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Vaping Control

Retail Outlets and Point-of-Sale Marketing of Alternative Tobacco

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Third of NZ students have tried vaping, despite most being non-smokers

http://www.voxy.co.nz/health/5/361613

New research shows that more than a third of New Zealand high school students have tried vaping even though nearly two-thirds of those doing so have never smoked cigarettes.

Vapes, or electronic cigarettes, are not recommended for non-smokers, as the long-term effects are not known, and vapes containing nicotine are likely to be addictive.

“Vaping is not as harmful as smoking, but it is not harmless. Taking up vaping is not a good idea for people who are not otherwise smokers, particularly young people,” says study co-author Dr Terry Fleming from Te Herenga Waka-Victoria University of Wellington’s School of Health.

The study is the first in New Zealand to look at vaping in high school students of all ages. It found 65 percent of teenagers who had tried vaping reported they had never smoked cigarettes, as well as 48 percent of those who said they vaped regularly. Overall, 38 percent of teenagers reported they had tried vaping, 10 percent said they vaped regularly, and 6 percent vaped weekly or more often.

The research also shows vaping is relatively common for students in all school deciles, whereas smoking is now rare in higher decile schools.

“Vaping seems to appeal to a wider range of young people than smoking and unlike smoking it is more common in boys than girls,” says Dr Fleming.

Recently published data from another New Zealand study shows the long-term decline in smoking among Year 10 students that began in 2000 stalled from about 2015 and may even be reversing, particularly in MÄori and low decile schools.

“When you put these findings together, it calls into question the idea that vaping is displacing smoking. The alternative possibility, that vaping is fuelling smoking, must be taken seriously by communities and policymakers,” says study co-author Associate Professor Terryann Clark from the University of Auckland.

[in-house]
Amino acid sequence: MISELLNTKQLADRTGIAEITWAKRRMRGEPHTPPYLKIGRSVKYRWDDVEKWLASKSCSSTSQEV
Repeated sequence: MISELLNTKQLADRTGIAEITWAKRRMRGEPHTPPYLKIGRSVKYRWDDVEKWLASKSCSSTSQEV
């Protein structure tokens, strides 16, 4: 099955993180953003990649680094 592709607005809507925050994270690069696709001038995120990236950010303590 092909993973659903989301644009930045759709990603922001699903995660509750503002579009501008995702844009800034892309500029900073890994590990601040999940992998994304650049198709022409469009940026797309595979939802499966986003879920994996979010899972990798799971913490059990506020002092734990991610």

Researchers say measures to protect youth, particularly MÄori and disadvantaged youth, from both vaping and smoking harm are needed, such as limits on where vapes and tobacco can be sold and a ban on vaping advertising and sponsorship, including online and social media promotion.

The research is timely, as the Government is currently consulting on new vaping regulations announced earlier in the month.

“New Zealand has fewer restrictions on promoting vaping and on vape flavours than many other countries. Supporting smokers to step down to vaping and non-smokers to stay that way are both important-this is possible with good policy and leadership,” says Dr Fleming.

The research is part of the Youth19 survey, which aims to collect data on a range of issues affecting New Zealand youth. Further results from the survey will be available over the coming year. This survey is a collaboration between Te Herenga Waka-Victoria University of Wellington, the University of Auckland, the University of Otago, and AUT.

STOP the virus spread – BAN VAPING – BAN ENDs

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Regulating Vaping — Policies, Possibilities, and Perils

https://www.nejm.org/doi/full/10.1056/NEJMp1917065

Smoking rates peaked in the United States in the mid 1960s and have since declined to historically low levels. In contrast, use of e-cigarettes has recently soared, particularly among young people. In 2019, more than 27% of high school students reported using e-cigarettes during the past month, as compared with about 6% who reported using combustible cigarettes.1 Use of Juul products accounts for much of the doubling of vaping rates between 2017 and 2019, and these products represent 75% of the multibillion-dollar e-cigarette market. The growth in vaping among young people has alarmed policymakers and many others.

Federal and state governments have implemented numerous policies to combat the growth of vaping. To promote the health of the population, however, policies should protect young people without diminishing the ability of e-cigarettes to help adult smokers transition away from more harmful combustible cigarettes or to serve as a cessation aid for people attempting to quit smoking. This tension presents a quandary for policymakers, since vaping policies often promote one goal at the expense of the other. Furthermore, the facts that certain state and federal policies complement, substitute for, or undermine each other and that some federal policies supersede state policies add another layer of complexity to policymaking in this arena.